Let us take an example. Michelle Miller, an Afro-Mexican correspondent for CBS News, published her biography, Belonging: A Daughter’s Search for Identity, in 2023. Miller shares the story of her Black father, who was head of surgery at a Los Angeles hospital. Her father had an affair with Laura Hernandez, who became pregnant. After the birth, Hernandez was forced by her parents to abandon her “mixed-race” baby and come home to “whiteness.”

Another example would be the Univision co-host Robert Figueroa, who, in 2015, referred to First Lady Michelle Obama as something coming from the Planet of the Apes. Figueroa was immediately fired.

Mexicans grappled with the dilemma of their thinking on race. One need only view episodes of Spanish-language soap operas called telenovelas. Afro-Latinos and dark-skinned Latins are rarely on screen. Most lead actors, male and female, are “white” in complexion.

However, whiteness is in the eyes of the beholder. Take, for example, the famous and politically left, progressive actor Eva Longoria. No one in their right mind would think Longoria is either dark complected or unattractive, but her family’s nickname for her was “ugly dark one” and she was told “the whiter you were, the better,” noted Longoria, who shared her understanding of the viral infection of racism within the Latino community in a 2005 issue of Glamour magazine.

Cuban-born Cristina Saralegui, known as the “Brown Oprah,” had a prominent talk show that aired on Univision for 21 years. She aired a special in Spanish, with a live audience, which addressed color consciousness and racism within the Latino community.

My personal experience organizing with Chicanos during the 1960s was different. While attending the University of Southern Colorado, Pueblo, I helped organize the Black Action Association and our cadre worked with the organizers of Chicanos for Action. The comradeship of leaders at the top of both organizations led to a desegregation in certain housing in Pueblo. Blacks in mass as with Chicanos in mass followed the progressive leadership at the top. This cross-cultural unity is what was missing in the Los Angeles City Council.

Racism infecting the Black side takes many forms; some of it is personal and some related to changing demographics within urban cities. For instance, a Black woman said to me that she wished that then-President Trump would send all Mexican immigrants back. Asked why this hate, her response was that while she was on a walk in central Los Angeles, a group of Mexican young men yelled at her and called her a “Black bitch.”

However, growing up in Denver with a large Mexican population, I never witnessed any conflict between Brown and Black. In fact, my nickname was the “Black Mexican” because one of my homeboys was John Abeyta. In my teens, I would spend time after school at his mom’s home and eat Mexican cuisine.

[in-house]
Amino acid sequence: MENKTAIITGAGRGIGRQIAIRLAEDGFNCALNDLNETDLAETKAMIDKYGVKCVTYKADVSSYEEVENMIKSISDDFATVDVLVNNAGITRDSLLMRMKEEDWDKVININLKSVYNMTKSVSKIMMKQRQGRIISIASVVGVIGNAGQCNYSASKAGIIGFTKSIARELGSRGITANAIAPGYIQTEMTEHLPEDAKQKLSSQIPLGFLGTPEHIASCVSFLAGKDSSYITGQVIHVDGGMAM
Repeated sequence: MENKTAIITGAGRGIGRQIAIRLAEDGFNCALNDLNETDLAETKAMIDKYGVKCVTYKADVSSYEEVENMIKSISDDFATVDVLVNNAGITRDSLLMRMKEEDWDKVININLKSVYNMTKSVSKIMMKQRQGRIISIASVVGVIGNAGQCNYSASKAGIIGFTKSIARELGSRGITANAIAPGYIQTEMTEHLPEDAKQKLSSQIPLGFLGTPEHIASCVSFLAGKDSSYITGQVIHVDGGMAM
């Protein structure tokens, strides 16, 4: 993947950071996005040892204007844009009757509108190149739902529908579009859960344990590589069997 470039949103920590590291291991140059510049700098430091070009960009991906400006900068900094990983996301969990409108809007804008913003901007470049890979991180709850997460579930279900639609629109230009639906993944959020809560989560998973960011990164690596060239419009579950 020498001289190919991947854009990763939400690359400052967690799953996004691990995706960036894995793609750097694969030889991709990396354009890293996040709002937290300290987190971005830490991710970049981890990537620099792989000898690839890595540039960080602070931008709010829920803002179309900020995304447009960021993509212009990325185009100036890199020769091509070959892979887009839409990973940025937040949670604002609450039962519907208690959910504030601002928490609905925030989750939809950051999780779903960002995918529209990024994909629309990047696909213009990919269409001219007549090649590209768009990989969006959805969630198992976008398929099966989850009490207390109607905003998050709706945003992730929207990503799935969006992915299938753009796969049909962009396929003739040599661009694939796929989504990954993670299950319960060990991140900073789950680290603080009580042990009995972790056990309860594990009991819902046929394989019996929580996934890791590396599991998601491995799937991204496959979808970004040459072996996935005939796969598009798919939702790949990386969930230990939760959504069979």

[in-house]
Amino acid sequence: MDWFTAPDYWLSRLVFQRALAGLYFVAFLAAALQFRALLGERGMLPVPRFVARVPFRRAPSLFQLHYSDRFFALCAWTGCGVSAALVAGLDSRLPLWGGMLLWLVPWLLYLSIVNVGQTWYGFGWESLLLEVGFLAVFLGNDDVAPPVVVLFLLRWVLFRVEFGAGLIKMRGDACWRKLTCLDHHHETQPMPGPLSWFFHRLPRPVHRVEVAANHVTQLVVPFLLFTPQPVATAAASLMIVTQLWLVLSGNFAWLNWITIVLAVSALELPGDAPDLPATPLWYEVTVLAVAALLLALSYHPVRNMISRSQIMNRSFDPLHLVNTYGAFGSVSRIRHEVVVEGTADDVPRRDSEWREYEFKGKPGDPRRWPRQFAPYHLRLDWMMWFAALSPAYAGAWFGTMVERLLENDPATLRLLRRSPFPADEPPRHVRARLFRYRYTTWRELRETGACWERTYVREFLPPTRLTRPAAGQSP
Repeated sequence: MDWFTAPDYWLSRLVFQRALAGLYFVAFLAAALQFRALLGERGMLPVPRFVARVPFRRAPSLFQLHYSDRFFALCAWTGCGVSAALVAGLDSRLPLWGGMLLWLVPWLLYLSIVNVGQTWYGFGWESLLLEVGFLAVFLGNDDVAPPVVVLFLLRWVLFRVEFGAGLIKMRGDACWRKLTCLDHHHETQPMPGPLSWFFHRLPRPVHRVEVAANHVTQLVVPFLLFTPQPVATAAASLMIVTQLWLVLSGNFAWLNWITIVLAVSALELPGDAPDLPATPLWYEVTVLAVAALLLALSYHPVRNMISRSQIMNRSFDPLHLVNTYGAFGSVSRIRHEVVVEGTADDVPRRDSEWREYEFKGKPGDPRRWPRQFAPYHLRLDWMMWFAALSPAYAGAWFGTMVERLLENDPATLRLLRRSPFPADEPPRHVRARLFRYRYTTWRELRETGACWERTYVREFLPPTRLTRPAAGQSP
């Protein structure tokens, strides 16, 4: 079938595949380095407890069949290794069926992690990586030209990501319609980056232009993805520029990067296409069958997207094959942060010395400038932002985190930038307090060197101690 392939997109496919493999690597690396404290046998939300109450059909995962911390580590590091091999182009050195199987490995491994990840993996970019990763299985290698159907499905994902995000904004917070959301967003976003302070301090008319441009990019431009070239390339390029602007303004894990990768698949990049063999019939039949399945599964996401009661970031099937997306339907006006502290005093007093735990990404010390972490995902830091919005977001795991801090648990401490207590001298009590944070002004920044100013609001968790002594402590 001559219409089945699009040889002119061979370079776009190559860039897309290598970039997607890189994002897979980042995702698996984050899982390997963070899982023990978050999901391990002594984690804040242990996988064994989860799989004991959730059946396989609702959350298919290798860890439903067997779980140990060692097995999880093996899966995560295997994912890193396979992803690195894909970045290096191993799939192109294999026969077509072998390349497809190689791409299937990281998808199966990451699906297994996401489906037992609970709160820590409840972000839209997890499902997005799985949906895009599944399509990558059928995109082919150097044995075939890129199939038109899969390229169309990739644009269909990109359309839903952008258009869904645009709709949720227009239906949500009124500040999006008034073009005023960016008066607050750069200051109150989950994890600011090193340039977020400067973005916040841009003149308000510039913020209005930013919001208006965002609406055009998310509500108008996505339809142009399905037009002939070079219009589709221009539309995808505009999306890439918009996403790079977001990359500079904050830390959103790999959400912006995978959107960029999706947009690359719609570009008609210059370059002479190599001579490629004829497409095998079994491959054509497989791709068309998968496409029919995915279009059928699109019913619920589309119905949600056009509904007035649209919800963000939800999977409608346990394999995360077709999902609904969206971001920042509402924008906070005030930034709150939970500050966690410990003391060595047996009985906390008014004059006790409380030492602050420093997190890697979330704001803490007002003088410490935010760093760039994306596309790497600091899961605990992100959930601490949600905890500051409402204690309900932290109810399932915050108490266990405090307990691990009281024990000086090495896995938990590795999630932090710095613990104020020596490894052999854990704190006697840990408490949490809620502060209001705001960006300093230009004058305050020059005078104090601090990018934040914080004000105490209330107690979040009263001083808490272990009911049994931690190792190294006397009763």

In Denver, most Mexicans lived on the west side and went to West High School. In that area was the WestWay Bar and Grill, a hangout for teens and 20-somethings. The only Blacks that hung out at the West Way were Black athletes who attended West High School. Mexicans and “mestizo” athletes welcomed me as a fellow “jock.”

Of note, the house band at the WestWay was the Five Fuck-Ups. The band was heavy on horns. They played “Sabor A Mi” soulfully with a King Curtis–sounding horn section. In Fresno recently, the Latino singer Mike Jimenez sang the same song in R&B style reminiscent of my younger memories at the West Way.

Last, but most important, a scene in the 1961 film West Side Story shows Anita (Rita Moreno) telling Maria (Natalie Wood) to “stick to your own kind” when it comes to affairs of the heart. In fact, the 2021 remake of the film with the same dialogue prompted Colombian-American actor Rachel Zegler, who plays Maria, to question this color-consciousness. Zegler, as a “White Latina,” wants to have a “teaching moment.”

Kobe Bryant ignored that cultural value of division and married a Latina, Vanessa Aubrieta Cornejo, and together produced a beautiful family of daughters.

Author

  • Malik Simba

    Dr. Malik Simba is professor emeritus of history and Africana studies at Fresno State and has taught at the University of Minnesota, Binghamton University and Clarion University. His book, Black Marxism and American Constitutionalism: From the Colonial Background through the Ascendancy of Barack Obama and the Dilemma of Black Lives Matter, is used widely. Dr. Simba serves on the board of Blackpast.org, the Google of the Africana experience.

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Homer Gee Greene Jr
Homer Gee Greene Jr
11 months ago

An excellent essay. I knew some of this history. Nicely done Dr. Simba.